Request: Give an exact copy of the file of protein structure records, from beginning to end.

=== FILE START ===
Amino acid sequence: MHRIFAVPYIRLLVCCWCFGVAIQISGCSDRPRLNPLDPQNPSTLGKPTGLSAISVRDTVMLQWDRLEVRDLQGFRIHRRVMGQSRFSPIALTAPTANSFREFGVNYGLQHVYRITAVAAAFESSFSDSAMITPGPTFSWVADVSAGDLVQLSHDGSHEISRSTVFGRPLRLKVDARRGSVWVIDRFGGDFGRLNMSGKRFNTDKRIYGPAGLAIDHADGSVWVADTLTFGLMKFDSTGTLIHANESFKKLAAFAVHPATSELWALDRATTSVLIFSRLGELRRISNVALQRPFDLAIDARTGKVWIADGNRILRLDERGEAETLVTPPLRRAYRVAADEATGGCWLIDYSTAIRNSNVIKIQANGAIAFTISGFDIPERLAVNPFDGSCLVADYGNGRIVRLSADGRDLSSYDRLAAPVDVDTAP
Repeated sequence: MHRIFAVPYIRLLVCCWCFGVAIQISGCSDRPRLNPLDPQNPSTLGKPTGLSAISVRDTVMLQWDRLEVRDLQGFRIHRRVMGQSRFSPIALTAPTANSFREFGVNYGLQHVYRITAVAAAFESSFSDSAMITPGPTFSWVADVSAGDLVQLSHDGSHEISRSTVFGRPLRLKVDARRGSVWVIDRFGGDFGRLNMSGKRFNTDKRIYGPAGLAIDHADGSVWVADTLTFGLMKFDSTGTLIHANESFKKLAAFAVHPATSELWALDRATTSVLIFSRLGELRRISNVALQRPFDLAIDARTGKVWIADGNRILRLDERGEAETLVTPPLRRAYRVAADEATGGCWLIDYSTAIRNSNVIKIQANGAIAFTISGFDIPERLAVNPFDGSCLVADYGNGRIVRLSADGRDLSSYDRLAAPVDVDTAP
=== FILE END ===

Amino acid sequence: MHRIFAVPYIRLLVCCWCFGVAIQISGCSDRPRLNPLDPQNPSTLGKPTGLSAISVRDTVMLQWDRLEVRDLQGFRIHRRVMGQSRFSPIALTAPTANSFREFGVNYGLQHVYRITAVAAAFESSFSDSAMITPGPTFSWVADVSAGDLVQLSHDGSHEISRSTVFGRPLRLKVDARRGSVWVIDRFGGDFGRLNMSGKRFNTDKRIYGPAGLAIDHADGSVWVADTLTFGLMKFDSTGTLIHANESFKKLAAFAVHPATSELWALDRATTSVLIFSRLGELRRISNVALQRPFDLAIDARTGKVWIADGNRILRLDERGEAETLVTPPLRRAYRVAADEATGGCWLIDYSTAIRNSNVIKIQANGAIAFTISGFDIPERLAVNPFDGSCLVADYGNGRIVRLSADGRDLSSYDRLAAPVDVDTAP
Repeated sequence: MHRIFAVPYIRLLVCCWCFGVAIQISGCSDRPRLNPLDPQNPSTLGKPTGLSAISVRDTVMLQWDRLEVRDLQGFRIHRRVMGQSRFSPIALTAPTANSFREFGVNYGLQHVYRITAVAAAFESSFSDSAMITPGPTFSWVADVSAGDLVQLSHDGSHEISRSTVFGRPLRLKVDARRGSVWVIDRFGGDFGRLNMSGKRFNTDKRIYGPAGLAIDHADGSVWVADTLTFGLMKFDSTGTLIHANESFKKLAAFAVHPATSELWALDRATTSVLIFSRLGELRRISNVALQRPFDLAIDARTGKVWIADGNRILRLDERGEAETLVTPPLRRAYRVAADEATGGCWLIDYSTAIRNSNVIKIQANGAIAFTISGFDIPERLAVNPFDGSCLVADYGNGRIVRLSADGRDLSSYDRLAAPVDVDTAP